86 TEE NARI-SEHBI FAIB.
their master knew that Krishna would at once follow to recover his foster-father,
and thus, the depths of ocean, too, no less than earth, wonld be gladdened with
the vision of the Incarnate deity. The adjoining village of Bhay-ganw derives
its name from the 'terror' (b/iai/) that ensued on the news of Panda's disappear-
ance. The pilgrims next pass thron^h Bachh-ban, where the demon Bach-
biisiir -was slain; the two villages of Basal, where the Gopis were first 'subdued'
(ba$~di) by the power of love ; Atas, Nari-semri,* Chhatikra, and Akrur, where
Kansa's perfidious invitation to the contest of arms was received; and wend
their way beneath the temple of Bhatrond, where one day, when the boys5 stock
of provisions had run short, some Brahmans' wives supplied their wants, though
the husbands, to whom application was first made, had churlishly refused."}* So
* A large fair, called the Nau Bttrga, is held at the village of Nari-Semri during the dark
fortnight of Chait, the commencement of the Hindu year. The same festival is also celebrated
at Sduchuuli la the Kosi pargana and at Nagar-Kot in Gur-gfow, though not on precisely the
same days. The word Semri is & corruption oi Syamala-k:, with reference to the ancient shrine
of Deri, who has Syamala for one of her aamcs (compare shnika, * an ant-hill/ for syamka).
The present temple is a small modern building:, with. notMng at all noteworthy about it. It
stands on the margin of a ifine large piece of -water, and in connection with it are two small
dkarmsdlas, lately built by pilgrims from Agra. A much larger building for the same purpose
was commenced by a baniya before the mutiny, but the work was stopt by his death. The offer-
ings ordinarily amount to at least Es. 2,000 a year, and are enjoyed in turn by three groups oi
shareholders, '*»3., the zamindars of1 Semri old villape, of Birja-ka-nagara and of Devi Sinh-ka-
nagara, to each of whom a turn comes erery third year. They bad always spent the -whole of the
money on their own. private use^ but at my suggestion they all agreed to give an annual sum of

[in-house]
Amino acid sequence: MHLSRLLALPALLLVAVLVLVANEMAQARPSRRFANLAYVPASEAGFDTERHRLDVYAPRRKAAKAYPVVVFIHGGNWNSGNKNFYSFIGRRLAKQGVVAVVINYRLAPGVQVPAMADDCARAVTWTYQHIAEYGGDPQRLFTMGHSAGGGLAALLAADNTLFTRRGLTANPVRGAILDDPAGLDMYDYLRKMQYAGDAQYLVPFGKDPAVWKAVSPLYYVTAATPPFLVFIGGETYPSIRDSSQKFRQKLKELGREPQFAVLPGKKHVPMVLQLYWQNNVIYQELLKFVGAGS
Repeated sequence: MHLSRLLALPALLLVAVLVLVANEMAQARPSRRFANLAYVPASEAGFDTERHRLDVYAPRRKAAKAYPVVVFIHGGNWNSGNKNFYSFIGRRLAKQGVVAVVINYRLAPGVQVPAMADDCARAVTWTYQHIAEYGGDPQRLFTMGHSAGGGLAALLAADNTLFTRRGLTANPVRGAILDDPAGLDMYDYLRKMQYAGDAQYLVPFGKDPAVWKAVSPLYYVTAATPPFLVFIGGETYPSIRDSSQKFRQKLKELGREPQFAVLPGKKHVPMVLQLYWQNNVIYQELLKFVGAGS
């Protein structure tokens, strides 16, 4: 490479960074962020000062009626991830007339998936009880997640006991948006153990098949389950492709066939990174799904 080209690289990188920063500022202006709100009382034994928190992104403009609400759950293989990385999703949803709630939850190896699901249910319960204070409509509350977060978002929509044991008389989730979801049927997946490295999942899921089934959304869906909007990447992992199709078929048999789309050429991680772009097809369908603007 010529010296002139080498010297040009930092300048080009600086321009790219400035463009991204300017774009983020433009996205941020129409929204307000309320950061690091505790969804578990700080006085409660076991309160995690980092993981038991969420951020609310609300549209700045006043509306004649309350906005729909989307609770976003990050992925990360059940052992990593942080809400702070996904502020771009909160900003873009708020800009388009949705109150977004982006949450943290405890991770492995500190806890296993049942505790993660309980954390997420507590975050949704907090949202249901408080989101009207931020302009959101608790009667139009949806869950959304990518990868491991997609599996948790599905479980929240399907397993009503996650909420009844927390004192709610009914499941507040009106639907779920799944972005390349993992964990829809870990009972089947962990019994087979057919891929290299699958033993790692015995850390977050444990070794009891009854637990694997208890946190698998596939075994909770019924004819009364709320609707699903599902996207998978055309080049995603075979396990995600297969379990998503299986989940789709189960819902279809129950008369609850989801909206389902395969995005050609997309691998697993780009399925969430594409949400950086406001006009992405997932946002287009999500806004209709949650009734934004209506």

Bs. 150 to expend on conservancy during the fair time and on local improvements. The first
work to have bten taken in hand YTJIB the completion of the banxya's rest-house. I estimated the1
cost at KB. !S050 aa-.J had beg^in to collect bricks and stone and mot tar. when my transfer from
the district took place, and the project Immediately fell through. If the work bad once been
started, the pilgrims would have gladly contributed to it; and in addition to the dharmsdla, which
was of very substantial construction, so far as it had gone, there would soon have been a masonry
ghat to the pond and a plantation of trees round about the temple. But Ditr aliter visvm e&L The
principal fair begine on the new moon of Chaitand lasts for nine days. On the siTcth there is a very
large gathering at the rival shrine of the same goddess at Sanchauli; but during all the remain-
der of the time the Agra and Dclbi road is crowded day and night with foot passengers and veht-
cits of every description. Fortunately none of the visitors for religions purposes stay more than
& fiw hours; and thus, though it is the most popular meii in the whole district, there is never
any very gnaz crowd at any one particular time, for as one set of people comes, another goes.
Special Jays arc e?en assigned to particular castes and localities; thus the Agra people have one
Jay, thu Jidotts of the neighijoorhood another* the Gauruas a third, and so on. The second fair
m held on the Akh-tl|, the third day of the bright fortnight of Baistkli.
f To eamnsemarate the event* a Mr called the Bhatmcla is held on the spot on the foil
moon of KArtitc. Compare the story of D&Titl reptilied by the churlish N&fcal, but afterwards
•uecoorttt by hi» wile Abigail.